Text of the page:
What took place behind the official name and the walls it was emblazoned on never seemed to invite a great deal of probing or interest. Who other than those in the camp at the time now remembers the burning of Magilligan in October 1974? The contrast with Long Kesh being torched is pronounced. Few from the same era are likely to forget it going up in flames.
Within a few days of being sentenced to two years imprisonment in December 1974, I found myself in the back of a ‘tin can’ making the longish journey from Crumlin Road Prison to Magilligan Jail. It was a cold Friday afternoon and the temperature seemed to drop degree by degree, probably dipping more sharply along the Glenshane Pass which I figured was the route we took although I had no way of visually confirming that. I would remain confined within the prison camp for the following year, watching its wire perimeter yield to the new heavy duty wall being erected. I can’t say I loved the place but as a 17 year old I found it - just like the many books I read while there - not short of interest.
Unlike Long Kesh accomodation, Magilligan was fitted out with heating pipes so once ensconced inside the huts the place was warm.Yet my memory of the first few days resonates with the chill factor that descended on us as we ‘bouled’ the yard, the wind biting through our clothing as it made its way across from some place we only ever knew as Moville
I took this book on a train with me just before Christmas and despite having two children with me not disposed towards peaceful journeys, I managed to get the most of it read before I reached Belfast Central Station. The reason I never got to finish it on the way back was the demon drink. A bellyful of it prior to making the train and ...
Less than a hundred pages in length Magilligan POW Memories is made up of 9 chapters. Playing the Ouija board or poteeen brewing, making handicrafts or slogging it out on the two sports fields, it is all here. The chapter on discipline will prove useful to future researchers. The IRA regime within the camp, with its grades of punishments for those volunteers up ‘on a charge’ for some usually minor infraction of the republican code, might seem quaint today but it worked then.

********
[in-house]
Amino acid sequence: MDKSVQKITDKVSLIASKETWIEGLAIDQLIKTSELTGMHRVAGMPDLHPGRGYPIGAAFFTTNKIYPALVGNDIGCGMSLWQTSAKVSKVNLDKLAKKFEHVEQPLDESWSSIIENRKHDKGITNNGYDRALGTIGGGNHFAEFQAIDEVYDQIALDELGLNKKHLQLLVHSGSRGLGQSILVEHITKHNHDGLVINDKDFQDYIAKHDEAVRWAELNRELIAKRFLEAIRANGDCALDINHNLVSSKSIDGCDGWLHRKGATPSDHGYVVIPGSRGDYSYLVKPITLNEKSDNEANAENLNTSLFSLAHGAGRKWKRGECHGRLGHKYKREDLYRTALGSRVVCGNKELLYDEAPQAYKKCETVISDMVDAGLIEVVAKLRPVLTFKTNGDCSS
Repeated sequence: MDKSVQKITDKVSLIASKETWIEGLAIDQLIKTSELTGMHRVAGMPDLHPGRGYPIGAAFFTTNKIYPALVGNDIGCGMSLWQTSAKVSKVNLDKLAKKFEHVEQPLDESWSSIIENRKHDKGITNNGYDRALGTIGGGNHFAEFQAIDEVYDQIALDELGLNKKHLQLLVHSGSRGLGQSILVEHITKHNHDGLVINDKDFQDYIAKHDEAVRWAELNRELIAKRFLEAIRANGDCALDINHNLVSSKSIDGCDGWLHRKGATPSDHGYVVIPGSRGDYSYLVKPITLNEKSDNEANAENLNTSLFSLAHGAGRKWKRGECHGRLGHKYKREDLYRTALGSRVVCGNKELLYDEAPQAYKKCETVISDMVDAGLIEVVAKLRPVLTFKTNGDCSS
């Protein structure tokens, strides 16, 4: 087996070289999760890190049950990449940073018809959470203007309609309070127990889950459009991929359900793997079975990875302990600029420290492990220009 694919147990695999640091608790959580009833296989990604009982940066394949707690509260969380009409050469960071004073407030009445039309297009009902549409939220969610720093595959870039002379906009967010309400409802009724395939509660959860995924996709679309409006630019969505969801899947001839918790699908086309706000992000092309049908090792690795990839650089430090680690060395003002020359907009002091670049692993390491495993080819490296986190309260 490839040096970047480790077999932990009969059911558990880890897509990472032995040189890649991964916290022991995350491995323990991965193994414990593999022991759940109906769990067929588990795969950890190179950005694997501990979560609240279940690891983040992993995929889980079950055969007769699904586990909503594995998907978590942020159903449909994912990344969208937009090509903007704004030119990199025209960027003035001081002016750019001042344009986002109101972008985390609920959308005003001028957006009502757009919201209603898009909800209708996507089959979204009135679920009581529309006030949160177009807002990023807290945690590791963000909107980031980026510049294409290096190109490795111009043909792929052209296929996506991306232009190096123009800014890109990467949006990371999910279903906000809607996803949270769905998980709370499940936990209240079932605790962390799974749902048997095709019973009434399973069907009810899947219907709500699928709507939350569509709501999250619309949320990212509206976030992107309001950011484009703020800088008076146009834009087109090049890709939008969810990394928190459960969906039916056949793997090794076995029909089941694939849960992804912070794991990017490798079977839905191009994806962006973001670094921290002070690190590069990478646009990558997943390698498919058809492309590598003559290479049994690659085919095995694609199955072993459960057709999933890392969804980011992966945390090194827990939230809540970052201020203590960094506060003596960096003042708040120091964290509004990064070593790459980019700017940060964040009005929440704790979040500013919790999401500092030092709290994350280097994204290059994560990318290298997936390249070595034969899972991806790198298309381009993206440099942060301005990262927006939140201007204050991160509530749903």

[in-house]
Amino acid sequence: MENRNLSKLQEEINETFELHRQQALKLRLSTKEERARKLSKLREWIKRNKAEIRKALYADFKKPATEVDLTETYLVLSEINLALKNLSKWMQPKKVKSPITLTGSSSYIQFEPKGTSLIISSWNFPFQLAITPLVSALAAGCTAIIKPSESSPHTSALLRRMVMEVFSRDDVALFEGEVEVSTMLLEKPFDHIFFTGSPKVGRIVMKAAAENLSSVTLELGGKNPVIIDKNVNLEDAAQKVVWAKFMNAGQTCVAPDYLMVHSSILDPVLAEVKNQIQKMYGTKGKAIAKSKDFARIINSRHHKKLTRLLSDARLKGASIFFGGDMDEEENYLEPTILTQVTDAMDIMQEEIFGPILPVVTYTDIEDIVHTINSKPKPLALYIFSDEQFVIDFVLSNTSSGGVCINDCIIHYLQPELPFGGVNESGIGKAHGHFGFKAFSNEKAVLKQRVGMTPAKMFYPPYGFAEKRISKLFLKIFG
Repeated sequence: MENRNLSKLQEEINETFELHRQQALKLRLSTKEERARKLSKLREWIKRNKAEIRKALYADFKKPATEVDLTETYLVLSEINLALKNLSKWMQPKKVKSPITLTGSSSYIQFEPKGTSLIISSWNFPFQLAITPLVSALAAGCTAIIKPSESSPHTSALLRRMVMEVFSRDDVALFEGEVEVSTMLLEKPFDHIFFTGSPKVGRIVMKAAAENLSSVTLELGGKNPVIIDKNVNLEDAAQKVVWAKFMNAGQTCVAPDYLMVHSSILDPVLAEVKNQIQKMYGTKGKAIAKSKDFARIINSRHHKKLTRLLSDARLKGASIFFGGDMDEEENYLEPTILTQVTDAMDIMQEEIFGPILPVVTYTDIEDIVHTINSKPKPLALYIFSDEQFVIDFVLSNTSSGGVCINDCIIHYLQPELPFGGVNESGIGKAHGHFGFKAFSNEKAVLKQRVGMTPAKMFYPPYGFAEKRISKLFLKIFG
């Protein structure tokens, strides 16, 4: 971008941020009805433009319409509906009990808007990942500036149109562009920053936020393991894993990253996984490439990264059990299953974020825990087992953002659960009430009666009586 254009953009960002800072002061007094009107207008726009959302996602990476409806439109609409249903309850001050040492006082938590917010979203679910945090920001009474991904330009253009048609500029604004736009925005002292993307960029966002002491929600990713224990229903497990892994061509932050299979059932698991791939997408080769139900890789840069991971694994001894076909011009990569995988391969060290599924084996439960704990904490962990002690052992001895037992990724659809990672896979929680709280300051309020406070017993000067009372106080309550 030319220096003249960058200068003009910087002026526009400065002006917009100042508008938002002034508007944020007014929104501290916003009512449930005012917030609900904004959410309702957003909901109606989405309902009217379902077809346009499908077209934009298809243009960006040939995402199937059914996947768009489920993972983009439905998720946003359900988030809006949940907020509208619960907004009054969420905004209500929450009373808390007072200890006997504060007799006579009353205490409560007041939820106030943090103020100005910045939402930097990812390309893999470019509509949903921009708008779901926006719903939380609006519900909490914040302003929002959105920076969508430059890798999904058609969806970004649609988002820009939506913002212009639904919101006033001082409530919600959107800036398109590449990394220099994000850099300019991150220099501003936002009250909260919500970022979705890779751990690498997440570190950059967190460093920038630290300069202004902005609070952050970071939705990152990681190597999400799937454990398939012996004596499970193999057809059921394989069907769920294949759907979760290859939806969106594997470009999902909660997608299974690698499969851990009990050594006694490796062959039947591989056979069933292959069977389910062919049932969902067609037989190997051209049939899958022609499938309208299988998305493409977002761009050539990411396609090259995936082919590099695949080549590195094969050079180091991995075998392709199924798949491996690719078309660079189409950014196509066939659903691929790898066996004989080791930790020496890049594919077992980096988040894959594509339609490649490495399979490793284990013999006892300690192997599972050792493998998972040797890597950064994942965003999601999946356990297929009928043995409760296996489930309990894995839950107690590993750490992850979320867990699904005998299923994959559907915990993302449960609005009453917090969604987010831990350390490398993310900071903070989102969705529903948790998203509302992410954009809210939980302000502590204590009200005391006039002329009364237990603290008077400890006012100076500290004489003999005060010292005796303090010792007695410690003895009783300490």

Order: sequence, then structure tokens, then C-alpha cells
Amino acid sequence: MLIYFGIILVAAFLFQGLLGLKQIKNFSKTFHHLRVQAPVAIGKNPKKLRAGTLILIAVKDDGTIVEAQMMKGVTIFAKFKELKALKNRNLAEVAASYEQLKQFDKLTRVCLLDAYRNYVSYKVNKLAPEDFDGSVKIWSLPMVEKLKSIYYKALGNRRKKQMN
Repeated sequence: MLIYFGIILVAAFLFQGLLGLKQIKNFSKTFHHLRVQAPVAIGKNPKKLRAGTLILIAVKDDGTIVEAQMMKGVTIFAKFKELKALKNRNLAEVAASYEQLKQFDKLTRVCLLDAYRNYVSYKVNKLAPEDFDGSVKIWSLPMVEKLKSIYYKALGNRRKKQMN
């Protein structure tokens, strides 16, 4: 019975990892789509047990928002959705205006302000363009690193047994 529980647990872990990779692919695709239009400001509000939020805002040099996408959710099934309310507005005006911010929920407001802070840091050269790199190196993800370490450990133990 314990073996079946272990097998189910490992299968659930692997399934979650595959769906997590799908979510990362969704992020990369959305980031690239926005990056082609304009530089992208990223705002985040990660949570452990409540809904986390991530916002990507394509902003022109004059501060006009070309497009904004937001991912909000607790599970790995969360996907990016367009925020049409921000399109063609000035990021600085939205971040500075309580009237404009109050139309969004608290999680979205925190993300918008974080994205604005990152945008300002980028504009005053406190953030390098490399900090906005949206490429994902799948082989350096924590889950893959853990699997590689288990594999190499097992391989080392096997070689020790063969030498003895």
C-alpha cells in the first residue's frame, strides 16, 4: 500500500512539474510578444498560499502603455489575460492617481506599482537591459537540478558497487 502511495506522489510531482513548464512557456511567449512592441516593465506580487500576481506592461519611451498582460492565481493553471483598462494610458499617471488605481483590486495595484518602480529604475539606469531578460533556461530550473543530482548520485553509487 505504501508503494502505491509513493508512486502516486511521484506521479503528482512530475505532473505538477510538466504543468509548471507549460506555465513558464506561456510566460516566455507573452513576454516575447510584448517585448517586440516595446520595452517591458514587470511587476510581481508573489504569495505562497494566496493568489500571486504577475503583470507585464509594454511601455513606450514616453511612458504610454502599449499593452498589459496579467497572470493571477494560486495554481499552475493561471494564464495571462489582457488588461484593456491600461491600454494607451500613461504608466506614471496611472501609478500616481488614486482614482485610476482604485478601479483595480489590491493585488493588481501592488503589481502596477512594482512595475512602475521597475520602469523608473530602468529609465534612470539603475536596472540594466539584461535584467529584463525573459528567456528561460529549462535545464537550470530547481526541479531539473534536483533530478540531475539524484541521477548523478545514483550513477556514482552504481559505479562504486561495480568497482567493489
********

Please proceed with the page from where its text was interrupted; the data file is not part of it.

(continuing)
The most poignant chapter is the fourth which tells the tale of the republican prisoner, Jim Gallagher, who was shot dead by the British Army within a week of his release. He was travelling unarmed on a bus when he was ambushed, returning from a visit to the cinema with his girlfriend. He was targeted by his British military slayer with one thought in mind - Shoot To Kill. His death so angered the prisoners that they used the language ‘war crime’ to describe it.
There are lots of great photos here conveying the republican set up within the prison regime: IRA drilling in the yard, Easter parades, concerts, lectures and more. The sketched map of the camp depicted it as I recalled it apart from one minor detail: the gym that was situated between Cages H and G was not included. I remember it so well due to frequenting it regularly, never to train but to yarn with a Short Strand republican being held in Cage G at the time. The channel separating us was a mere few feet, making conversation easy.
The author claims it is not a definitive history. True, but as it stands there is no better history. It demonstrates the value of oral history because the spoken word is a key way in which the memories of this prison from the 1970s and 1980s could be recorded for posterity. Frankie McCarron served the discipline of history well by his retrieval endeavours.
I was pleased to have played a cameo role her, subscribing my account of participation in one attempted escape and an actual escape that did come off. The history of break outs and unsuccessful attempts are well covered and the accounts are exciting enough to interest the reader with no overall political interest. The story telling in itself lends to enjoyable reading. The elaborate process of tunnel construction coupled with the degree of organisation that went into making escape possible should also endear themselves to the historian. Some of those who escaped but were quickly recaptured later became stalwarts of the blanket protest, having been deprived of their political status for their efforts.
This book despite its brevity is a treasure trove in which researchers and students of the prisons will find many gems.
Frankie McCarron, 2013. Magilligan POW Memories.
The book is available at the following locations:
Museum of Free Derry (Bloody Sunday Museum) Glenfada Park Bogside
Pennywise Shop in the Rathmor Centre, Creggan
Little Acorns in Pump Street Derry
It is also available online with the following options:
(a) £8.95 delivery by post to UK and Ireland for one book
(b) £40.00 delivery by post to UK or within Ireland for 5 books
(c) £11.40 delivery to Europe excluding U.K. and Ireland for one book
(d) £12.95 delivery to U.S.A. Australia etc for one book